Dear Kids of the 21st Century,
You have absolutely no idea how lucky you have it. This is the part where I would normally dust off one of my own parent's stories (i.e. we had to walk five miles to school in the snow or we were only able to afford bread, milk, and sugar for breakfast, or some variation on that theme).
Instead, I'm going to tell you what it was like - to have braces back in the late 70's. Yeah - let me put it this way. There was no Invisalign crap. Also, in the late 70's many insurances didn't even cover braces. If your parents weren't covered under one of those thank-your-lucky-stars-policies (cough Lincoln Life cough), you might have gone through your adolescence with wildly, malformed teeth. How 'bout dem apples?!
Now on to the story.
Once upon a time, in a not-so-distant-land, there lived this little girl who was quite adorable in a non-glamorous way.
Kris - Age 8
Then one day, almost over night, she started losing her baby teeth and when her permanent teeth grew in their place, they grew back in a way which made her look not so adorable anymore. In fact, she looked quite ghastly and was often referred to as having "buck teeth" by her school mates.
Kris - 4th Grade, 5th Grade, 6th Grade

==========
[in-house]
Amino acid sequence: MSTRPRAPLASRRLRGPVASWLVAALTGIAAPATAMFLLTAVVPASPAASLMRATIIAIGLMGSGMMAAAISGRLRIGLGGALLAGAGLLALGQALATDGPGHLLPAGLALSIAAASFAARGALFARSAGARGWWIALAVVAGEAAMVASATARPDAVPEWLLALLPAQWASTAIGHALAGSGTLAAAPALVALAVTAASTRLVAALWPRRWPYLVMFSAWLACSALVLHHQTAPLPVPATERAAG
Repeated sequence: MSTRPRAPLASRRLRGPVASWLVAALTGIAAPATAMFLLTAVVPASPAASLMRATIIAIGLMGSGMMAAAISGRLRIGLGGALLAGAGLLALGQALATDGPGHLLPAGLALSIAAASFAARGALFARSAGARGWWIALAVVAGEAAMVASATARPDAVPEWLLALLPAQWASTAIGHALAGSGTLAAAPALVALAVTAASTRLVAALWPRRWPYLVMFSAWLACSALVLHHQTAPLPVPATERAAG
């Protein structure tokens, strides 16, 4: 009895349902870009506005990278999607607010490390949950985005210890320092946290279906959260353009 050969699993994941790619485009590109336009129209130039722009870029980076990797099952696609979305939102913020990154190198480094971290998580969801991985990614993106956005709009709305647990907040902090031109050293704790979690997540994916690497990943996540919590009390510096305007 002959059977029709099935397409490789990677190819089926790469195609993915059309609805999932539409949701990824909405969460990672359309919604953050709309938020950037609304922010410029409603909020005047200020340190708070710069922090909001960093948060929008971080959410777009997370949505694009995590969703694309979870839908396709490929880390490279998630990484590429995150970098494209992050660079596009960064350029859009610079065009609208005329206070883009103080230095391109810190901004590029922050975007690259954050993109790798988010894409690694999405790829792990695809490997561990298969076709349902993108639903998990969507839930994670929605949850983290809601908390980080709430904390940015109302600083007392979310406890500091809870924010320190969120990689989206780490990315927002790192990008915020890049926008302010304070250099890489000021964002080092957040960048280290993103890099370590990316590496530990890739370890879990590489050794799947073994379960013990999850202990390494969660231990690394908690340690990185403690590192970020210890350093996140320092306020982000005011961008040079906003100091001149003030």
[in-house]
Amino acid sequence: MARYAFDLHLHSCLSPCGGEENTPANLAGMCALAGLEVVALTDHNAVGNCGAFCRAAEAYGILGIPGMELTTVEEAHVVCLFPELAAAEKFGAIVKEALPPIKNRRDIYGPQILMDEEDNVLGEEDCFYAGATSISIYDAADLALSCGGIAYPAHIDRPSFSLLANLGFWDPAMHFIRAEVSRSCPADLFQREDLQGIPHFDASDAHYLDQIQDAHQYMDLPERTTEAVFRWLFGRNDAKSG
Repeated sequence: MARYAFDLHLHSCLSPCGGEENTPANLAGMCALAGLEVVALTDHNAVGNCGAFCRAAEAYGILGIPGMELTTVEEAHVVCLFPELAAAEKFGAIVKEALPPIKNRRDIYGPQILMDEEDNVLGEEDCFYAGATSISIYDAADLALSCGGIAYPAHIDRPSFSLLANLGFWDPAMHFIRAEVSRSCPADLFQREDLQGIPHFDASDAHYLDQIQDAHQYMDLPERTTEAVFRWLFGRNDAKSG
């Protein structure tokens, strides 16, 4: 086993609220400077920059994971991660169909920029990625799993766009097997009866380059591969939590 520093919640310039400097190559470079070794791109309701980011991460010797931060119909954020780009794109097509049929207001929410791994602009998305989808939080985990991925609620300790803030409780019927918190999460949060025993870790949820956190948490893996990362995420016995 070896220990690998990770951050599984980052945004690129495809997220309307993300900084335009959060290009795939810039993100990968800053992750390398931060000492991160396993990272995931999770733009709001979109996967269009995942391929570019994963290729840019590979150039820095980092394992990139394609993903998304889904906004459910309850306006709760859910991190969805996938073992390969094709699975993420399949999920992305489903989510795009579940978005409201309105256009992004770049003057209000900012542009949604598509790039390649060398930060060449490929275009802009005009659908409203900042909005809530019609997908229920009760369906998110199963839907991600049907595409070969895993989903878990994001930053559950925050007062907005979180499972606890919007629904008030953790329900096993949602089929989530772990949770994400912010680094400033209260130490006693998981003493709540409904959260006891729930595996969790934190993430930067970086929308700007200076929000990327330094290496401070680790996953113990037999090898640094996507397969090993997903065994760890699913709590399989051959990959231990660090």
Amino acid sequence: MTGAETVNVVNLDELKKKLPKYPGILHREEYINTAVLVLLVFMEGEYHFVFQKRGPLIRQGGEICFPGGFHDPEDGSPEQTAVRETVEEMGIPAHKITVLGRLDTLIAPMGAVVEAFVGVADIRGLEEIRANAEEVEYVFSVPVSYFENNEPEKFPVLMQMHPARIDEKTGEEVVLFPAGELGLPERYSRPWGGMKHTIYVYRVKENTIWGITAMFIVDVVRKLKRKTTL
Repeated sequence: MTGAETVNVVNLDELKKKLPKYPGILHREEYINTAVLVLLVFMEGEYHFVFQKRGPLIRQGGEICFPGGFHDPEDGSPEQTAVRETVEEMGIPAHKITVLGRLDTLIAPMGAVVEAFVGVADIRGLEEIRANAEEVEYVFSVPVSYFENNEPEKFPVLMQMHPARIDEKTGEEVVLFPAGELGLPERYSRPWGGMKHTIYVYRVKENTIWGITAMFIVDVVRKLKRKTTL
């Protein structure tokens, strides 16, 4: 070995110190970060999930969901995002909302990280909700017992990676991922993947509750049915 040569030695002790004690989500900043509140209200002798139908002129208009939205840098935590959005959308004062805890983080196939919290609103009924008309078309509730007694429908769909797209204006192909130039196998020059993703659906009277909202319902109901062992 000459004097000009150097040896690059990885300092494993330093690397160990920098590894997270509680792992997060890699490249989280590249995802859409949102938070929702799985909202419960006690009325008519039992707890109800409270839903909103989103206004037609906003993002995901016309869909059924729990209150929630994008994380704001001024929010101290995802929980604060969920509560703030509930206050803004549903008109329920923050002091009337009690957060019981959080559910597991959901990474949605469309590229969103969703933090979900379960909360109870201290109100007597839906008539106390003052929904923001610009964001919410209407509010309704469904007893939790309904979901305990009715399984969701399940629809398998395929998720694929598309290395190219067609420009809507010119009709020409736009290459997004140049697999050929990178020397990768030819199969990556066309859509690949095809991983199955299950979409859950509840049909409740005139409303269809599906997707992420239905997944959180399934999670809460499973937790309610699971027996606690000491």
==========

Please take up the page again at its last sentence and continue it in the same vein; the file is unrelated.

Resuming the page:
Her mother took her to the local orthodontist and he confirmed the worst possible scenario.
Side note: By the way - can you believe that Dr. Ingleman is still in practice?! Sheesh, the man must have been 21 when he was workin' on my mouth ;).
She went through a series of x-rays and molds.
Note: Dr. Ingleman was the very first dental-type that I know of that gave you some sort of option for what "flavor" you wanted in the plaster of paris crap that had to stay in your mouth for hours (well not really hours - but it seemed that way sometimes). I liked cherry the best. The mint sucked.
But before she could get braces on, the x-rays and molds confirmed that another step would need to happen first.
Before those lovely railroad tracks could be laid, two teeth needed to be pulled from her mouth - specifically the two top incisors.
Because her mouth wasn't large enough to hold all of her teeth.
And this people - was without - my wisdom teeth!!! Yes, I know - shocking. Even my husband expresses disbelief when I repeat this story (the point here is that I have a "big mouth" - hah!).
After the girl, who resembled a horse (see six grade picture above), had her two teeth pulled, she was scheduled for the day of death (i.e. the laying of the metal).
True confession: the staff gave the girl a pill to take the morning of the procedure. It was supposed to dry out her mouth so that she wouldn't slobber all over them.
It was just a teeny tiny white pill. She tried to take it. REALLY. She just couldn't. She had some phobia about swallowing pills.
At the orthodontist's office, her mouth wasn't dried out. At all. One of the chicks asked her if she had taken "the pill".
SHE LIED! Said she did. She didn't want to get in trouble. She was pretty convincing. They believed her and proceeded with the adhesing of brackets to her teeth - meanwhile - she was slobbering buckets and buckets of goo.
Enough of my third person story.